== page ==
Dave Clark was named with Parkinson’s disease at the age of 44, the same age as his fatherHe was 44, conscientiously the age at which his father had been given the same diagnosis.
But the seasoned darts and lambasting commentator, 51, who is married to Carolyn, 49, and has two sons aged 15 and 12, is adamant that’s where the similarities end.
Tragically, when Dave was fair 17, his father took his own life, unable to come to terms with how the complaint would progressively rob him of much of his physical capacity.
“He lost his job as a sales saleswoman because of it,” says Dave, who lives in south-west London.
“Fellow-workers would accuse him of being drunk in meetings because his speech was slandered and eventually he lost his driving licence and his job.
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Dave is planning to row 3,600 miles across the Indian Deep blue sea from Australia to Mauritius
Carolyn and I have always been bare with the kids about it too. We talk about it regularly, so much so that they now jokingly refer to me as ‘Clarky the Parky’
“After that he prostrate into a deep depression. But he still refused to tell anyone he was ill. He at most couldn’t cope with it.”
But in contrast to his father, Dave has spent much of the seven years since his own diagnosis farm awareness of the condition and supporting efforts to raise research money, comprising two new projects.
One is an ambitious attempt to row 3,600 miles across the Indian Scads from Australia to Mauritius with a four-man crew that numbers novice Robin Buttery.
Robin, 46, who was diagnosed with Parkinson’s two years ago, on be monitored by scientists before, during and after the row to see how extreme physical creation affects Parkinson’s sufferers.
The other project is the Walk For Parkinson’s get-up-and-go which urges people of all ages and abilities to sign up to a charity ambulate near them this year to try to generate more than £500,000 in delving funding.
Like his father, Dave kept his diagnosis pretty much secret since his 2011 diagnosisStudies suggest walking two-and-a-half hours a week can keep from slow the progression of Parkinson’s symptoms, as well as boost patients’ deranged wellbeing.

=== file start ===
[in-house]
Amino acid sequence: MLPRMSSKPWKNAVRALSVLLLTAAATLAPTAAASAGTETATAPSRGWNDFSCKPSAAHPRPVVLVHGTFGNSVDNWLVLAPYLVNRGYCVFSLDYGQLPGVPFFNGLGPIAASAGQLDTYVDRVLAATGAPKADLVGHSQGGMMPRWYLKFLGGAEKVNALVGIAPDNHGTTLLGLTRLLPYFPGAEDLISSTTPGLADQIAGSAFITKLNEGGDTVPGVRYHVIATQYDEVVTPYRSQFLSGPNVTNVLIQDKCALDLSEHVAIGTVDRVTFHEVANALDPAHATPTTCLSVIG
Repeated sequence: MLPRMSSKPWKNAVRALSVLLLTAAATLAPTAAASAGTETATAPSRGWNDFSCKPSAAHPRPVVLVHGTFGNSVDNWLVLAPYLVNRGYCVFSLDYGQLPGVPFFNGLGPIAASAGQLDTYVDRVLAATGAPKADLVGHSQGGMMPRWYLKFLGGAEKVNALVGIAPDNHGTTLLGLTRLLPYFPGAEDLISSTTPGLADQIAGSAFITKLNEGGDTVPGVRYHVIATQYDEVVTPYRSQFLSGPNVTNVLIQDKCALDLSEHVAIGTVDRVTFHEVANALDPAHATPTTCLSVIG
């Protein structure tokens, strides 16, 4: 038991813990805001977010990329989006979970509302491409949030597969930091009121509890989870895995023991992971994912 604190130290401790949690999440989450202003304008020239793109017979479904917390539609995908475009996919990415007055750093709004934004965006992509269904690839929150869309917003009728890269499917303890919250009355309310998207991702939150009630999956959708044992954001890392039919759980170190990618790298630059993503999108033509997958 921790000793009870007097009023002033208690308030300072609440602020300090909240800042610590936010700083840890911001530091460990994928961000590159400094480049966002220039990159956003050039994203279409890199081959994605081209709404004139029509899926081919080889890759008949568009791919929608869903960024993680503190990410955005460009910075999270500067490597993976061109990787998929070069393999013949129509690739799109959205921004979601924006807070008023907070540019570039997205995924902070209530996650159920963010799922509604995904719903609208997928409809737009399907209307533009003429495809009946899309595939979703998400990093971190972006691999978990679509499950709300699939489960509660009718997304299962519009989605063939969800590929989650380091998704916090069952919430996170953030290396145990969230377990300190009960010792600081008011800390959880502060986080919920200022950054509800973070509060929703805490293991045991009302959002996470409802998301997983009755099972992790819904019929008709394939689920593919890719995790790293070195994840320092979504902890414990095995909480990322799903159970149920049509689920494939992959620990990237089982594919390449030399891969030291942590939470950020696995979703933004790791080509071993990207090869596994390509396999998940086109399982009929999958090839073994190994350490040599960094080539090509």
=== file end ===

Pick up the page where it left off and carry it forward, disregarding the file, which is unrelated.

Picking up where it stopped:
Dave was diagnosed after seeking help for what he contemplating was a hand injury suffered during five-a-side football.
He noticed his handwriting wish start out at its normal size but the letters shrank as he moved across the page-boy. He learned later this is a classic sign of Parkinson’s.
A neurologist then back up his worst fears.
Like his father, Dave kept his January 2011 diagnosis chiefly secret, confiding only in loved ones and close friends.
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Yet as it became increasingly difficult to disguise the suggestive ofs on TV, he went public.
“I was struggling to do the buttons up on my shirt because my hands were undermining,” he says.
“I always managed to hide it while on camera but in the end decided to publicise the in reality I had Parkinson’s.
“The response was incredible. I received a huge amount of verify.
“Carolyn and I have always been open with the kids helter-skelter it too. We talk about it regularly, so much so that they now jokingly refer to me as ‘Clarky the Parky’.”
Parkinson’s disease affects an estimated 127,000 people in the UKParkinson’s blight affects an estimated 127,000 people in the UK.
Some research suggests it offs to develop up to 20 years before the appearance of the first symptoms, which embrace a tremor in a part of the body during rest, slow movements or muscle stiffness.
Although the typically age of diagnosis is about 65, one in 20 sufferers is picked up before they reach 40.
For insights which remain unclear, men are 50 per cent more likely to get it than ladies, although one theory is that higher exposure to the female hormone oestrogen may sire a protective effect.
The disease is caused by a loss of nerve cells in the substantia nigra, an precinct in the middle of the brain that is involved in the control of movement, as well of emotions of reward and addiction.
The nerve cells in this part of the understanding are responsible for producing a chemical called dopamine, which acts as a herald between the brain and the nervous system, helping to control body gears.
If these nerve cells become damaged or die, the amount of dopamine in the cognition is reduced and movements become slow and abnormal.
Only when 80 per cent of the brass cells in the brain have been lost will the symptoms of Parkinson’s virus appear and gradually become more severe.
New treatments have been snail-like to evolve and Dave’s main drug therapy is levodopa, a 50-year-old physic that replaces some of the missing dopamine in the brain.
But he remains sanguine that science will come up with, if not a cure, then much assorted effective treatments in the next few years.
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Proves on whether he inherited the disease from his father were inconclusive.
But the fear that his two sons Harry and George effect be at risk is never far from his mind.
“I like to think if they constantly face the same problem then science will have emerge b be published up with a solution by then. In the meantime I’m going to carry on being unfasten and honest about the illness,” he says.
“What happened to my dad is not usual to happen to me.”
To find out about the row or to donate visit rowtheindianocean.com. For various information on Parkinson’s visit parkinsons.org.uk or call 0808 800 0303.